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Why BTV? 

Published September 1, 2015 at 11:00 a.m. | Updated September 10, 2015 at 11:31 a.m.

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Why BTV?

Many folks flying through BTV wonder about the airport's three-letter location identifier. Vermont's postal code is VT, so why isn't it BVT? That's especially baffling, as BVT isn't already used by another airport.

Here's a little history. Airport codes arose in the 1930s. The early ones simply copied the two-letter designations used by the National Weather Service, which typically sets up weather-data stations at airfields.

But as commercial aviation expanded, the federal government switched to the three-letter system, which offered thousands more combinations. Some airports simply added an X to their original two-letter abbreviations, and those codes stuck. Hence LAX (Los Angeles International) and PDX (Portland International).

Today, many of the three-letter codes still make sense. They include Boston (BOS), Atlanta (ATL) and Salt Lake City (SLC). Others, such as Chicago's O'Hare (ORD), are puzzling until you learn the airport's history: Prior to 1949, O'Hare was named Orchard Field.

By all reports, Burlington International's three-letter code has always been BTV — leaving the placement of the "V" a mystery. But the moniker is far preferable to that of the Sioux Gateway Airport in Sioux City, Iowa (SUX), Brazil's Poços de Caldas Airport (POO), Perm International Airport in Russia (PEE) or Butler Memorial Airport in Missouri (BUM).

Burlingtonians have come to embrace the slightly offbeat BTV abbreviation, adopting it as a fitting nickname and Twitter hashtag for their quirky hometown.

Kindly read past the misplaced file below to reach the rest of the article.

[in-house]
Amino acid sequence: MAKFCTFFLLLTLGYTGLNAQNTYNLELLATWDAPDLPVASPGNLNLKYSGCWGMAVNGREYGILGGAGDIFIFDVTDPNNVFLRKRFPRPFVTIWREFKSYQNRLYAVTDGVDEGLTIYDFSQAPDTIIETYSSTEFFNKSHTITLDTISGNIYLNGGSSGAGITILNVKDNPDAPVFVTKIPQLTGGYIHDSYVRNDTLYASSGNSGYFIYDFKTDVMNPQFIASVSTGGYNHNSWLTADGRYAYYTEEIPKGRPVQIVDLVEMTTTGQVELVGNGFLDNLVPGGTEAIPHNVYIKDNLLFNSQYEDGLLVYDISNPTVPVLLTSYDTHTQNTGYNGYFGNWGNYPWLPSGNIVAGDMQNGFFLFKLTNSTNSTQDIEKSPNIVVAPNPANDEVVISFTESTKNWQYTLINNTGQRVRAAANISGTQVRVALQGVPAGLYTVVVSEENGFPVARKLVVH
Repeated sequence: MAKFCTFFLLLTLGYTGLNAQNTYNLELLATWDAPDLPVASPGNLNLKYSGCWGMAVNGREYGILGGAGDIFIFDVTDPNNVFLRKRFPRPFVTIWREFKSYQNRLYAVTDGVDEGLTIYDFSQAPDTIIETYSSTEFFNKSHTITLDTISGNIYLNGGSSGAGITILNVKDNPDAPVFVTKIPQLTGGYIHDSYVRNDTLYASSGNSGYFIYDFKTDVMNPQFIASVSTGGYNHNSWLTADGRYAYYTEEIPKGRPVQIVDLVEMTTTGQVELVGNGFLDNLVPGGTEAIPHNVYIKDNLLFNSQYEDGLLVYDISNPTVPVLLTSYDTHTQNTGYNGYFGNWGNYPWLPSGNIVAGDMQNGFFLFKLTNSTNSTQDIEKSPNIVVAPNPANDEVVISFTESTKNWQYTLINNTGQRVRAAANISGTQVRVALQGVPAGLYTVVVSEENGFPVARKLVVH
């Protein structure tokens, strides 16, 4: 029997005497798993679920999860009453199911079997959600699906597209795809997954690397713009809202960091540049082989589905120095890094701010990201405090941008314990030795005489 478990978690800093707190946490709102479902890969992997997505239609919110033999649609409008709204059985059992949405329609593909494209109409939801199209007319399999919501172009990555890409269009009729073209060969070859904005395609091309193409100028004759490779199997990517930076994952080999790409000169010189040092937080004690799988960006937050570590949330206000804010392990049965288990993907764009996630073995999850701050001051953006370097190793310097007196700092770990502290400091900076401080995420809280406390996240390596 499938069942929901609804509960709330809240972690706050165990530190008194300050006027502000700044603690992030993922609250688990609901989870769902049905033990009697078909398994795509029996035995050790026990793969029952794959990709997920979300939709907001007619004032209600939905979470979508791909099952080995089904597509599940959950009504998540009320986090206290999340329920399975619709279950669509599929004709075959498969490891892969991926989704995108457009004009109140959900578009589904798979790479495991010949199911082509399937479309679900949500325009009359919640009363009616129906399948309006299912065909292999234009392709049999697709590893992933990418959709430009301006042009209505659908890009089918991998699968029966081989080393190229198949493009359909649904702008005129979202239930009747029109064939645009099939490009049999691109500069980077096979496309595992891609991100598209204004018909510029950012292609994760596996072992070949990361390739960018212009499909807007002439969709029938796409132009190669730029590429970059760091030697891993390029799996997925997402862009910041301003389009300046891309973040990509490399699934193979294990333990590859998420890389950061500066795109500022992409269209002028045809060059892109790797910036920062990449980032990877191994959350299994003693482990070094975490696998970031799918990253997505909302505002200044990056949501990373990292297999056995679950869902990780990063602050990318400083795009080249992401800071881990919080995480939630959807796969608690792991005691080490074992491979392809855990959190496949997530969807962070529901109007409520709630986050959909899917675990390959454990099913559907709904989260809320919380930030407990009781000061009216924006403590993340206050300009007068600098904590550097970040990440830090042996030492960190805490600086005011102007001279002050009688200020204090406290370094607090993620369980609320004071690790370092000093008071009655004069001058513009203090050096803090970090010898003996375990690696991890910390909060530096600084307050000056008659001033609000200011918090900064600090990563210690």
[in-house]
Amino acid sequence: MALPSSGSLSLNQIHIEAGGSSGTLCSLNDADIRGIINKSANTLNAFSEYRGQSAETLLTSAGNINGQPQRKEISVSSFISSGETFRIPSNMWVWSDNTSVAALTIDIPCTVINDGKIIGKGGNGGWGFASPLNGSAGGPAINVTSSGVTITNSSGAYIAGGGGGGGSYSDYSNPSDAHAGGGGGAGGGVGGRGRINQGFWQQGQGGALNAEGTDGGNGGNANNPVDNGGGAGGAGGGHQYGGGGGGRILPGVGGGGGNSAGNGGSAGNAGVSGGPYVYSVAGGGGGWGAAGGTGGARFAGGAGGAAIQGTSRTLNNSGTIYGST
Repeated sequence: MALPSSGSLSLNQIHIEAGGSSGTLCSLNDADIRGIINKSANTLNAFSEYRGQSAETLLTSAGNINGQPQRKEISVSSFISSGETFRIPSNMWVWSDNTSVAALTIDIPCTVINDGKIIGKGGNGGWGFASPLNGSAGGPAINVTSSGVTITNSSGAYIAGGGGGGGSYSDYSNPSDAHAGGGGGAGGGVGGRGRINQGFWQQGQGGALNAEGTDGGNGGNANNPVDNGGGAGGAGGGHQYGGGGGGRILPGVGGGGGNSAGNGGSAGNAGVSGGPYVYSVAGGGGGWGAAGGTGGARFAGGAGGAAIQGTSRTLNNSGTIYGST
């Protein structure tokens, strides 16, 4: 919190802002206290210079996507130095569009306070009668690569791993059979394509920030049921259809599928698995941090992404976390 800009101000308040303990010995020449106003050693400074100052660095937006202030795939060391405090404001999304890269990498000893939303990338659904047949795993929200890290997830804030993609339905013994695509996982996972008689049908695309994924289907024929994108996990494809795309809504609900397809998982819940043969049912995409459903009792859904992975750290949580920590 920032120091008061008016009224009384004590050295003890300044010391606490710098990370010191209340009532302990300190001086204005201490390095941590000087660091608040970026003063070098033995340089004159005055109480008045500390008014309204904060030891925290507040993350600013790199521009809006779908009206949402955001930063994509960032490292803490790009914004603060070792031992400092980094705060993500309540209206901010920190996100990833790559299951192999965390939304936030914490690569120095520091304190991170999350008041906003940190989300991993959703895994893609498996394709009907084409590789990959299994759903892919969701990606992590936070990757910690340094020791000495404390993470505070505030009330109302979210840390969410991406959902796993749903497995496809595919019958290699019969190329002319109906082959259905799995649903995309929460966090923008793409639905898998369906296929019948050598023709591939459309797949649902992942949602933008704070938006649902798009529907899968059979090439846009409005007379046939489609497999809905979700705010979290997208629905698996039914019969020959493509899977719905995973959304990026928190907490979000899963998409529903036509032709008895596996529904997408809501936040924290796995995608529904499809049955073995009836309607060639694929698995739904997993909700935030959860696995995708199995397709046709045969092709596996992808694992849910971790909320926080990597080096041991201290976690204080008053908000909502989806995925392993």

Mais avec l'essor de l'aviation commerciale, le gouvernement fédéral est passé au système à trois lettres, qui offrait beaucoup plus de combinaisons. Certains aéroports ont simplement greffé un X à leur sigle initial à deux lettres, et ces codes leur sont restés. D'où les indicatifs LAX (aéroport international de Los Angeles) et PDX (aéroport international de Portland).

Aujourd'hui, bon nombre de ces codes à trois lettres demeurent limpides, comme ceux des aéroports de Boston (BOS), d'Atlanta (ATL) et de Salt Lake City (SLC). D'autres, comme celui de l'aéroport O'Hare de Chicago (ORD), sont plus mystérieux, à moins de connaître l'histoire qui se cache derrière : en effet, avant 1949, O'Hare s'appelait Orchard Field.

Tout le monde s'entend pour dire que le code à trois lettres de l'aéroport international de Burlington a toujours été BTV – la position du « V » demeure donc un mystère. Par contre, cet indicatif est de loin préférable à ceux des aéroports Sioux Gateway, à Sioux City, en Iowa (SUX), Poços de Caldas, au Brésil (POO), Perm International, en Russie (PEE) ou Butler Memorial, au Missouri (BUM).

Les habitants de Burlington ont véritablement adopté le sigle BTV. Ils le considèrent, du fait de sa particularité, idéal pour désigner leur ville un peu marginale, notamment comme mot-clic sur Twitter.

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